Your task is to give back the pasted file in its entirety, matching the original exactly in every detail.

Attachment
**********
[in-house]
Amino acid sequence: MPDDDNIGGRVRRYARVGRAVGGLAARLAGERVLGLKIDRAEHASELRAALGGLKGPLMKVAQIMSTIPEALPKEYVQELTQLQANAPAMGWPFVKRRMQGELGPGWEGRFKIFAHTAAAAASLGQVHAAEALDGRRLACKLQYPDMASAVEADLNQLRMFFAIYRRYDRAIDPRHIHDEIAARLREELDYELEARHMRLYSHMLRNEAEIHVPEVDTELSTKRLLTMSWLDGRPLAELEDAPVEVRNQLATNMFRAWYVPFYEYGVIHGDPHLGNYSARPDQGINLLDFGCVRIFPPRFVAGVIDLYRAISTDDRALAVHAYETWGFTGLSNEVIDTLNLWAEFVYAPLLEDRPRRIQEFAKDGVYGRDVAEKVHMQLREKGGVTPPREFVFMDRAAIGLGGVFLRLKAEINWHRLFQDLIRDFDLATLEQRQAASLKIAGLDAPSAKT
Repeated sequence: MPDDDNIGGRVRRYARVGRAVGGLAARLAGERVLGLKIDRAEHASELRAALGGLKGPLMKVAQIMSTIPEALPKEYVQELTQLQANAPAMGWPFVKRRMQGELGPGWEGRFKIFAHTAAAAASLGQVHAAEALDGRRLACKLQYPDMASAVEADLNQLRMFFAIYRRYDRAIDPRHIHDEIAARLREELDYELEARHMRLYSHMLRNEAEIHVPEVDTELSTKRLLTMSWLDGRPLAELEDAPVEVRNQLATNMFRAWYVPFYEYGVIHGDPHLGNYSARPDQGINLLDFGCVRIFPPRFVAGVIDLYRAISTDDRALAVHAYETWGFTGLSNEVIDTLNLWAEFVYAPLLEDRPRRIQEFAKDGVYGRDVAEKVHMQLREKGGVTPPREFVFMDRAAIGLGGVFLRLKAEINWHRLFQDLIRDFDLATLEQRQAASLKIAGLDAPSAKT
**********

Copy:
[in-house]
Amino acid sequence: MPDDDNIGGRVRRYARVGRAVGGLAARLAGERVLGLKIDRAEHASELRAALGGLKGPLMKVAQIMSTIPEALPKEYVQELTQLQANAPAMGWPFVKRRMQGELGPGWEGRFKIFAHTAAAAASLGQVHAAEALDGRRLACKLQYPDMASAVEADLNQLRMFFAIYRRYDRAIDPRHIHDEIAARLREELDYELEARHMRLYSHMLRNEAEIHVPEVDTELSTKRLLTMSWLDGRPLAELEDAPVEVRNQLATNMFRAWYVPFYEYGVIHGDPHLGNYSARPDQGINLLDFGCVRIFPPRFVAGVIDLYRAISTDDRALAVHAYETWGFTGLSNEVIDTLNLWAEFVYAPLLEDRPRRIQEFAKDGVYGRDVAEKVHMQLREKGGVTPPREFVFMDRAAIGLGGVFLRLKAEINWHRLFQDLIRDFDLATLEQRQAASLKIAGLDAPSAKT
Repeated sequence: MPDDDNIGGRVRRYARVGRAVGGLAARLAGERVLGLKIDRAEHASELRAALGGLKGPLMKVAQIMSTIPEALPKEYVQELTQLQANAPAMGWPFVKRRMQGELGPGWEGRFKIFAHTAAAAASLGQVHAAEALDGRRLACKLQYPDMASAVEADLNQLRMFFAIYRRYDRAIDPRHIHDEIAARLREELDYELEARHMRLYSHMLRNEAEIHVPEVDTELSTKRLLTMSWLDGRPLAELEDAPVEVRNQLATNMFRAWYVPFYEYGVIHGDPHLGNYSARPDQGINLLDFGCVRIFPPRFVAGVIDLYRAISTDDRALAVHAYETWGFTGLSNEVIDTLNLWAEFVYAPLLEDRPRRIQEFAKDGVYGRDVAEKVHMQLREKGGVTPPREFVFMDRAAIGLGGVFLRLKAEINWHRLFQDLIRDFDLATLEQRQAASLKIAGLDAPSAKT